Overseas graduates must be employed in public hospitals

PUBLISHED : Thursday, 12 May, 2011, 12:00am
UPDATED : Thursday, 12 May, 2011, 12:00am


I graduated from the faculty of medicine of the University of Hong Kong 33 years ago.

I have been working in public hospitals ever since my graduation and am a consultant physician.

Today's medical manpower deficiency in public hospitals is the worst that we have witnessed in 33 years. Ten to 20 per cent of my department's frontline medical officer positions have been unfilled in the past few years.

This is already a common phenomenon in many departments in almost all public hospitals.

It is not only our junior staff who share the deficiency; senior staff like me and my senior colleagues all have to help with additional duties.

Both HKU and Chinese University have increased their medical student intake, and will continue to do so, but it will take another three to four to years before we can see a higher number of medical graduates.

Moreover, for the first few years the increase will only be very modest. We need immediate measures to maintain medical standards and to protect our patients against lack of care.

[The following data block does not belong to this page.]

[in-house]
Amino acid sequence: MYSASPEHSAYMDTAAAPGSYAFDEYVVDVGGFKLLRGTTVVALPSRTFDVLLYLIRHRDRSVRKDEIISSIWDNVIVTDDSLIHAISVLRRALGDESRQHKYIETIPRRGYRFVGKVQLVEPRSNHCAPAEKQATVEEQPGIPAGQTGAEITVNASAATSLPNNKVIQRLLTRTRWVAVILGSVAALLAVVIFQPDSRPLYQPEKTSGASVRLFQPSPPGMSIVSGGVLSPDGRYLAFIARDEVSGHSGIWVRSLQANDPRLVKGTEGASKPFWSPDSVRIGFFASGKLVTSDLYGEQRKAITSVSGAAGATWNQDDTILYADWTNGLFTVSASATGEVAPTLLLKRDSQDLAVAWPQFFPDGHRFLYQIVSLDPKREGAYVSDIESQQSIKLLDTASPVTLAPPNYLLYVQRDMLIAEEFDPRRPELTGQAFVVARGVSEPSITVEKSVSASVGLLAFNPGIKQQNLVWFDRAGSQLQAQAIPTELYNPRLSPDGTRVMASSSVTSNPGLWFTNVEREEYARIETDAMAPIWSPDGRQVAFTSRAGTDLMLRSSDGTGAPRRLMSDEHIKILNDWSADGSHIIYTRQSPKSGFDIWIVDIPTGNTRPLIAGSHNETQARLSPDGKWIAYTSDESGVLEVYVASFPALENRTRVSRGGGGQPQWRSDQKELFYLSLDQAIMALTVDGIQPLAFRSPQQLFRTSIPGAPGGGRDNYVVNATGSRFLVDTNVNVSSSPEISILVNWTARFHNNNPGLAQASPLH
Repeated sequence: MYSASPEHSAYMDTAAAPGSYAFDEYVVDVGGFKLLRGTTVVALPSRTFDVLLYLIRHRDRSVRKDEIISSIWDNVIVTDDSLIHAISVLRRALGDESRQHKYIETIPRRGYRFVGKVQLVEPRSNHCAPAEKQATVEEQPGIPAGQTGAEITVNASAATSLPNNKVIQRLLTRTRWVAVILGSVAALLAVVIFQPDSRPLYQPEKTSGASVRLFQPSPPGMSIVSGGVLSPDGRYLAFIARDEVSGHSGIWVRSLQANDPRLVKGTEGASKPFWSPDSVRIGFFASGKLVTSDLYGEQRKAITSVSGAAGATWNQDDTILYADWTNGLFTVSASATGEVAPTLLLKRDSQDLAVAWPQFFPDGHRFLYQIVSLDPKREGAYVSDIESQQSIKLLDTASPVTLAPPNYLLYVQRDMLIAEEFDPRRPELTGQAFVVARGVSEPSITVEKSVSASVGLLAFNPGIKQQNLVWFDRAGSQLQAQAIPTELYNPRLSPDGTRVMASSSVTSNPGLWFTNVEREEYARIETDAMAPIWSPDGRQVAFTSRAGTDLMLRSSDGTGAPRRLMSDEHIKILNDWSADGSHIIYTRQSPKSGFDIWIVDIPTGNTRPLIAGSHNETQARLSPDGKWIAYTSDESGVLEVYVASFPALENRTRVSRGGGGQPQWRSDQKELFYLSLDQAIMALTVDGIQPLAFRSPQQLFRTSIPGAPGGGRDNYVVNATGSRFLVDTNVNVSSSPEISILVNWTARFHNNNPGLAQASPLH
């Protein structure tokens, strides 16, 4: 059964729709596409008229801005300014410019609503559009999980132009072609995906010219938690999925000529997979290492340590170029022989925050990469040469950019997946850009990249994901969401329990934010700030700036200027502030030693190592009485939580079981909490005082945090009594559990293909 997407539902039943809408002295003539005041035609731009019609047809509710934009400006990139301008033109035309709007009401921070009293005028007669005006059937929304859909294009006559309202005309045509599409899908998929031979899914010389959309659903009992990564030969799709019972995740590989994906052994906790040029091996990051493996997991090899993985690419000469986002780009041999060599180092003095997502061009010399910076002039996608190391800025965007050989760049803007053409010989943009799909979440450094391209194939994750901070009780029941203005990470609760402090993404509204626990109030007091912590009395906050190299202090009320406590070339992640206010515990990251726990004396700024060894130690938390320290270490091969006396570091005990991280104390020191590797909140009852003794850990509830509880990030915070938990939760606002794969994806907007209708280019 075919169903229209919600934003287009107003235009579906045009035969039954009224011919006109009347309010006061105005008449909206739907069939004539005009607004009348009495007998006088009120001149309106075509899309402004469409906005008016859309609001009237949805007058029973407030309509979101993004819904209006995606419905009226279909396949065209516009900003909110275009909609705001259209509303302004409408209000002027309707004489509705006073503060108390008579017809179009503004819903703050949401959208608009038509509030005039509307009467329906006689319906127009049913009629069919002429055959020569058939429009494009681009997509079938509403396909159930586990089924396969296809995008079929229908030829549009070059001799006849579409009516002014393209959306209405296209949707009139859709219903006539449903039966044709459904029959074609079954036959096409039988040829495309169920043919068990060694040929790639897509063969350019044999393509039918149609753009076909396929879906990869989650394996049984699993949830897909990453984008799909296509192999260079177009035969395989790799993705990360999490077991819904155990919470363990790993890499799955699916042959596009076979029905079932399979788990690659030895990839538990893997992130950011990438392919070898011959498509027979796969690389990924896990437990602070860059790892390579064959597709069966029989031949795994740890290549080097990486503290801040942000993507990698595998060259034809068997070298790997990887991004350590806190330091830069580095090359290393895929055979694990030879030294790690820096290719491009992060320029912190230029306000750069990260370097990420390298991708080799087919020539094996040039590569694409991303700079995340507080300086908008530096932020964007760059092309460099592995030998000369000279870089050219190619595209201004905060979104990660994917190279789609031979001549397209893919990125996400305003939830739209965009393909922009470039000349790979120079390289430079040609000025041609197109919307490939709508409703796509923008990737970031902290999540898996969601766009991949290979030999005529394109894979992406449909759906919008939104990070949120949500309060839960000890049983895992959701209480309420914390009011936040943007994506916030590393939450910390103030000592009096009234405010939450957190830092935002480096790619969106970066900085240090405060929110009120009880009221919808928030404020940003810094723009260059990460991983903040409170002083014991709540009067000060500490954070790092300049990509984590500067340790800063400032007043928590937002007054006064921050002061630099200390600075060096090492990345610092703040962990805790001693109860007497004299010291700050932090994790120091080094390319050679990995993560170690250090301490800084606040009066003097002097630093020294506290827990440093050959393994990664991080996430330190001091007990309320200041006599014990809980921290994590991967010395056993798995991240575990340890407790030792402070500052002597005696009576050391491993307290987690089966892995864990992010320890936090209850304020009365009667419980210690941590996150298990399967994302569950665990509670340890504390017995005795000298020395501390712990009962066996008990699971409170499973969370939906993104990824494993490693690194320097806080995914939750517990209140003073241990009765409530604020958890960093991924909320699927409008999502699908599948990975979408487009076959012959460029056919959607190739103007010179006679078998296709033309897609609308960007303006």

Junior frontline doctors are required to work long hours (24 to 30 hours a shift) on call, and must work four to eight on-call shifts a month.

It is perfectly understandable that nobody wants to lead a life like this for long.

The Hospital Authority has proposed new measures to improve working conditions for doctors, but the real issue of manpower deficiency has not and cannot be addressed, simply because there are not enough doctors in the market.

Many doctors working in the private sector argue that there is no shortage of doctors in Hong Kong and that there is only a shortage in public hospitals.

However, records have shown that practically no doctors in the private sector have returned to work as frontline doctors taking night calls in public hospitals.

Therefore there only one solution: we must allow overseas graduates to be employed in public hospitals. The number to be employed can be calculated from the current deficiency and be adjusted annually.

The public should feel safe, as these doctors have all finished their internships in overseas hospitals.

Some of them may even have years of post-internship hospital working experience.

Moreover, they will not be working alone, but will be under the close supervision of the hospitals' senior staff specialists.

As a long-time eyewitness to our severe manpower deficiency, I propose immediate action allowing public hospitals to employ overseas medical graduates.

Dr Paul C. M. Chang, North Point